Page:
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Formally known as the “Public Company Accounting Reform and Investor Protection Act” in the US Senate and as the “Corporate and Auditing Accountability and Responsibility Act” in the House of Representatives, Sarbanes Oxley (SOX) is a landmark legislation that the American Congress passed in 2002. Named for the sponsors of this Bill, senators Paul Sarbanes and Mike Oxley, it was passed in the wake of the financial scandals of huge American corporations that rocked the American economy, such as Tyco, Enron, WorldCom, Arthur Andersen and Global Crossing among others that shook investor confidence.
Effective from 2006, what SOX does is to mandate laws for strict accountability from firms that do business in the US. This included not only American, but foreign firms as well. The aim of SOX was to stipulate a broad and strong accounting framework for all companies that do business in the US. SOX consists of eleven sections. Among its most important provisions are the establishment of a Public Company Accounting Oversight Board (PCAOB) under the Security and Exchange Commission (SEC) and the designation of civil and criminal penalties for companies that are found to be noncompliant and violative of the provisions.
Making companies more accountable financially
The crux of the requirement is for companies to establish a framework for financial accounting which will enable them to generate thoroughly verifiable financial reports whose data source should be traceable. The data should also have electronic information of all details of access, such as who accessed what data, when it was done, what was done during the access, and what action was carried out.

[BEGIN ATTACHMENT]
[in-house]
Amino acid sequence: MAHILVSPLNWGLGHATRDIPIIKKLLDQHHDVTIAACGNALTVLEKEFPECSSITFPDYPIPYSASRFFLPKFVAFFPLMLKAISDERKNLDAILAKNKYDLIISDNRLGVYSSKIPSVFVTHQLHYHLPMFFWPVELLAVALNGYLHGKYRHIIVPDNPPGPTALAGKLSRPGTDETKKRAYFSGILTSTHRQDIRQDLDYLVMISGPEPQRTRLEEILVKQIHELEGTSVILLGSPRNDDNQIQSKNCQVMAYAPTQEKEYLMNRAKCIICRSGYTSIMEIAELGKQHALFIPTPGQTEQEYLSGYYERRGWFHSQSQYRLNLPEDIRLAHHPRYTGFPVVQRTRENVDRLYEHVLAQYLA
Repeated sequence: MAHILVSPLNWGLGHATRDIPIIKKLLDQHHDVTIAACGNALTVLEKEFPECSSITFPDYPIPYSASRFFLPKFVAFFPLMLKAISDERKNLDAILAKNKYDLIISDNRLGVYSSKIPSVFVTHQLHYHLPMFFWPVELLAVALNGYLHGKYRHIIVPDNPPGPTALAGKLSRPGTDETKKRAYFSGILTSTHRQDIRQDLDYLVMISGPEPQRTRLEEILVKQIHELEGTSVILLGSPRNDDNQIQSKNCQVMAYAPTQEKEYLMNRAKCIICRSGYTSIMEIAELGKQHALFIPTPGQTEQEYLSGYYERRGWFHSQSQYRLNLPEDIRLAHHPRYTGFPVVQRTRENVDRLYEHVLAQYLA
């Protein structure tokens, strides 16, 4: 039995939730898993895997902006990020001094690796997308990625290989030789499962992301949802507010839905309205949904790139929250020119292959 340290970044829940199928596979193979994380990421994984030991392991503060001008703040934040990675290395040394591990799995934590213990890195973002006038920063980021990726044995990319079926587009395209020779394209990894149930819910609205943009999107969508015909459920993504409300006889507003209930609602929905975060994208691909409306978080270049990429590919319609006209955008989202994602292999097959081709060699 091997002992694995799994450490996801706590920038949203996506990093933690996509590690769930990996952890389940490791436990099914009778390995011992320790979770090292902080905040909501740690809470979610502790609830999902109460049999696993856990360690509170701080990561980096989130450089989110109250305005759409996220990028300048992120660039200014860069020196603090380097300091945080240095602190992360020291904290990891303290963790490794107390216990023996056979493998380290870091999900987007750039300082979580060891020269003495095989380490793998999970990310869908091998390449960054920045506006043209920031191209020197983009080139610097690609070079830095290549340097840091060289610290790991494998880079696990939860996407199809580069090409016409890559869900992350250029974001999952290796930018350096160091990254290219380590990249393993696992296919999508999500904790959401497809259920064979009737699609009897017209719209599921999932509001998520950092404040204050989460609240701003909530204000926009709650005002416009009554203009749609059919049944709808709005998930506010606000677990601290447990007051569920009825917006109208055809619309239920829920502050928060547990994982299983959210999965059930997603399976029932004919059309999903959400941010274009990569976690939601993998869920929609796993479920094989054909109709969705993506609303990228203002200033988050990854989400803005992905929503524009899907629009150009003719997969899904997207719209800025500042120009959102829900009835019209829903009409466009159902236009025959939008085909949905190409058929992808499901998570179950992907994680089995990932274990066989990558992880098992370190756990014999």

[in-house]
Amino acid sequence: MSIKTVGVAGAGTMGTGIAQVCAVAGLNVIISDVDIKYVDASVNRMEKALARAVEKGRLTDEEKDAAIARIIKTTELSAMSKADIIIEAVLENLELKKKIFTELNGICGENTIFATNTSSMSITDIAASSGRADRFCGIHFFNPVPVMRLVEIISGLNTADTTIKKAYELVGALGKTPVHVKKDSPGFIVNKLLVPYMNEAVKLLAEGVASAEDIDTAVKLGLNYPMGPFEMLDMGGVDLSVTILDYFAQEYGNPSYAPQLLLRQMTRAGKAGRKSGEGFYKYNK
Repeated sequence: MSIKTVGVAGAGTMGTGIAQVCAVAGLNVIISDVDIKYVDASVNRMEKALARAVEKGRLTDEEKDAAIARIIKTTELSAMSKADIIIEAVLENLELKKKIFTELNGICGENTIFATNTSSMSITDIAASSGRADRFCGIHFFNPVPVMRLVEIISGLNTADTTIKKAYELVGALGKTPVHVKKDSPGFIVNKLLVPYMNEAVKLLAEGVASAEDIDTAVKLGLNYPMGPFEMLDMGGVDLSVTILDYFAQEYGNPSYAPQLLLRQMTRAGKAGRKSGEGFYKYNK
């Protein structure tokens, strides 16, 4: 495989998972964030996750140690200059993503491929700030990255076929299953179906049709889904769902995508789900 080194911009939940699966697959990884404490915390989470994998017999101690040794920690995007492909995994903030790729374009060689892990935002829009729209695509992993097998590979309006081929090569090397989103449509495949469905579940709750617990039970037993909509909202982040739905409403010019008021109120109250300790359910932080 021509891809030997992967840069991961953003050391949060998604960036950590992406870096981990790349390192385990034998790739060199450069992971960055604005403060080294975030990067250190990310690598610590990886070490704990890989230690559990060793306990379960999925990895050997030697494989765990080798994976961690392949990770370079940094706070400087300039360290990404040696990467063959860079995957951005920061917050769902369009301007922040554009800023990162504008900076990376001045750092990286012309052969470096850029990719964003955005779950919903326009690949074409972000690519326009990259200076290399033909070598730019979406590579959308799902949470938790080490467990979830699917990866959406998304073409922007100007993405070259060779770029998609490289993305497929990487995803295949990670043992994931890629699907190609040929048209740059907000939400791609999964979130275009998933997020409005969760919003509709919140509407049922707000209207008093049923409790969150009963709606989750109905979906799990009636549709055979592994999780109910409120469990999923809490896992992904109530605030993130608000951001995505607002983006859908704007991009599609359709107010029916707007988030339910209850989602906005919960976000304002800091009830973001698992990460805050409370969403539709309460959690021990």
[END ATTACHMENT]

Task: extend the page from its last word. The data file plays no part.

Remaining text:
Since SOX compliance is mandatory for most companies, how does it feel to comply with the provisions of this Act? If we are asked to speculate what SOX compliance will look like in the future, we need to look at it from the standpoint of technology. This is because technology is inseparable from accounting. Most transactions are electronic in nature. Technology has taken us to a point where manual recordkeeping and accounting are almost totally obsolete.
This is how SOX compliance will look like in the future
In this backdrop, prognosticating how SOX compliance will look like in the future is tentative. This is because of the changing nature of technology. Technology, as we are aware, keeps changing by the minute. As more technological advances are made, it is only natural to expect them to be incorporate into technology-dependent and technology-propelled activities that SOX requires. It is a lot easier to trace transactions today than they were a decade ago.
Technology, as we are all aware, is totally unpredictable. Even as SOX-compliant systems start getting used to a technology, updates and developments into it could trigger the need for more amendments. An unexpected development can throw the whole adaption process asunder.
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